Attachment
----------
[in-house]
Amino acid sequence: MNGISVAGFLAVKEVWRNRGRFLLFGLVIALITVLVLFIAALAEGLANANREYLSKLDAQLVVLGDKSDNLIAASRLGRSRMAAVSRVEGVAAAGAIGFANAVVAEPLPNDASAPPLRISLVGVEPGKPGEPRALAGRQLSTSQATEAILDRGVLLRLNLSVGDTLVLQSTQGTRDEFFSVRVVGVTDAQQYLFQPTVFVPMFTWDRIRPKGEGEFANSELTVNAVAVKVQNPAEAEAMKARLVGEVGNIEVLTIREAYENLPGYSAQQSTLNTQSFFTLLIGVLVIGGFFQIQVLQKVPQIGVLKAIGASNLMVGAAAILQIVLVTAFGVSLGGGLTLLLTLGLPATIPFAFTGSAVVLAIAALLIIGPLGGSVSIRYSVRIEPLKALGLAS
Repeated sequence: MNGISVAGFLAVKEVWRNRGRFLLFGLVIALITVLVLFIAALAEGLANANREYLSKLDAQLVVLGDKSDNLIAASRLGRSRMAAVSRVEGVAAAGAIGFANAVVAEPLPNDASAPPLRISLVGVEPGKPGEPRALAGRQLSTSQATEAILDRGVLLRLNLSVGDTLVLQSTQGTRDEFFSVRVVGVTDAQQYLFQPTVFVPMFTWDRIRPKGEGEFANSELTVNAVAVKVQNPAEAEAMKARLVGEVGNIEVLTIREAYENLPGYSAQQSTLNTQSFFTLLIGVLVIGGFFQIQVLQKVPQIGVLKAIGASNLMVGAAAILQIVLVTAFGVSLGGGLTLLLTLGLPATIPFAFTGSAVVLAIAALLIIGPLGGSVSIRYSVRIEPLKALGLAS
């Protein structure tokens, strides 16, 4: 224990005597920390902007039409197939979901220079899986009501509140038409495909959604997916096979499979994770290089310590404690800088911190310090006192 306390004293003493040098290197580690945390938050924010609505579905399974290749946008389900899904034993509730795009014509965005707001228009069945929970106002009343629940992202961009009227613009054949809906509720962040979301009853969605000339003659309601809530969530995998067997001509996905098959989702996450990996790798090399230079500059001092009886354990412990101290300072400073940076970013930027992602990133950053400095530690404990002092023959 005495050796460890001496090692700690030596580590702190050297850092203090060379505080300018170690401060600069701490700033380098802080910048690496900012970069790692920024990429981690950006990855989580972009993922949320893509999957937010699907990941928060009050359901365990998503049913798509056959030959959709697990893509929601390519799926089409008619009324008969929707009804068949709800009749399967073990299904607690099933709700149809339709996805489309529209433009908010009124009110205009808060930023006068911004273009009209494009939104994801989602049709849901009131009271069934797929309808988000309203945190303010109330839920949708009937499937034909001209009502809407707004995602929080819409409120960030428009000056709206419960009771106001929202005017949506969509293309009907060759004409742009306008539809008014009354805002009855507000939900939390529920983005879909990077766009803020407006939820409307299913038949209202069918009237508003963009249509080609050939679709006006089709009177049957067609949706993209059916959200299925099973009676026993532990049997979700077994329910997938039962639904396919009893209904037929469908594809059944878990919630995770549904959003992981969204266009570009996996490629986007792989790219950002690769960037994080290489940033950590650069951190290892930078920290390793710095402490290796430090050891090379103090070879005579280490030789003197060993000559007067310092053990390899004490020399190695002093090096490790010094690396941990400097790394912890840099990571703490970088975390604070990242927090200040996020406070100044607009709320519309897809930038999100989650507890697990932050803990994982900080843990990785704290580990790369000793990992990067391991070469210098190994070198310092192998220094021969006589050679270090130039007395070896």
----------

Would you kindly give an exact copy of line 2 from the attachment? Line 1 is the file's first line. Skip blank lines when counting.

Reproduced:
Amino acid sequence: MNGISVAGFLAVKEVWRNRGRFLLFGLVIALITVLVLFIAALAEGLANANREYLSKLDAQLVVLGDKSDNLIAASRLGRSRMAAVSRVEGVAAAGAIGFANAVVAEPLPNDASAPPLRISLVGVEPGKPGEPRALAGRQLSTSQATEAILDRGVLLRLNLSVGDTLVLQSTQGTRDEFFSVRVVGVTDAQQYLFQPTVFVPMFTWDRIRPKGEGEFANSELTVNAVAVKVQNPAEAEAMKARLVGEVGNIEVLTIREAYENLPGYSAQQSTLNTQSFFTLLIGVLVIGGFFQIQVLQKVPQIGVLKAIGASNLMVGAAAILQIVLVTAFGVSLGGGLTLLLTLGLPATIPFAFTGSAVVLAIAALLIIGPLGGSVSIRYSVRIEPLKALGLAS